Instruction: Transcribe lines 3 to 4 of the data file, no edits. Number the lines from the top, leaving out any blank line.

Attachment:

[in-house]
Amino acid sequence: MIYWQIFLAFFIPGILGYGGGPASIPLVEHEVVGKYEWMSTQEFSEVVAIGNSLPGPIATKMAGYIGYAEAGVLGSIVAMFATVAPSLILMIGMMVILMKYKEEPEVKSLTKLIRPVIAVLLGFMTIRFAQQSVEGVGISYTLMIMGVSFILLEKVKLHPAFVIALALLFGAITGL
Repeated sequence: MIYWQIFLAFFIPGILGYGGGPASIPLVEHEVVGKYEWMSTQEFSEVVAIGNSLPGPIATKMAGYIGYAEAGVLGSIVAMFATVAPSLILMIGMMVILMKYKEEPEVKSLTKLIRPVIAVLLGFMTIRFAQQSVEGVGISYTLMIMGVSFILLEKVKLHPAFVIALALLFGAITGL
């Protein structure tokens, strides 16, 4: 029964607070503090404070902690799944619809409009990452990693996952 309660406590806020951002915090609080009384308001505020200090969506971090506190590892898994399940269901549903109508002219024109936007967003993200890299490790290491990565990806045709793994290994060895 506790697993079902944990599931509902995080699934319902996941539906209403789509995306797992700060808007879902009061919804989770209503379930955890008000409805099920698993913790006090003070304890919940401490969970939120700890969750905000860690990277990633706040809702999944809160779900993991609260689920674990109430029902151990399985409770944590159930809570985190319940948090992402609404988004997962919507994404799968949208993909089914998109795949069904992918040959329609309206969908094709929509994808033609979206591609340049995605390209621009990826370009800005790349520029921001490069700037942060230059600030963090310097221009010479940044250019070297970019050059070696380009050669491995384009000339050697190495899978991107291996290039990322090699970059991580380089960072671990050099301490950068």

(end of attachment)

Repeated sequence: MIYWQIFLAFFIPGILGYGGGPASIPLVEHEVVGKYEWMSTQEFSEVVAIGNSLPGPIATKMAGYIGYAEAGVLGSIVAMFATVAPSLILMIGMMVILMKYKEEPEVKSLTKLIRPVIAVLLGFMTIRFAQQSVEGVGISYTLMIMGVSFILLEKVKLHPAFVIALALLFGAITGL
């Protein structure tokens, strides 16, 4: 029964607070503090404070902690799944619809409009990452990693996952 309660406590806020951002915090609080009384308001505020200090969506971090506190590892898994399940269901549903109508002219024109936007967003993200890299490790290491990565990806045709793994290994060895 506790697993079902944990599931509902995080699934319902996941539906209403789509995306797992700060808007879902009061919804989770209503379930955890008000409805099920698993913790006090003070304890919940401490969970939120700890969750905000860690990277990633706040809702999944809160779900993991609260689920674990109430029902151990399985409770944590159930809570985190319940948090992402609404988004997962919507994404799968949208993909089914998109795949069904992918040959329609309206969908094709929509994808033609979206591609340049995605390209621009990826370009800005790349520029921001490069700037942060230059600030963090310097221009010479940044250019070297970019050059070696380009050669491995384009000339050697190495899978991107291996290039990322090699970059991580380089960072671990050099301490950068």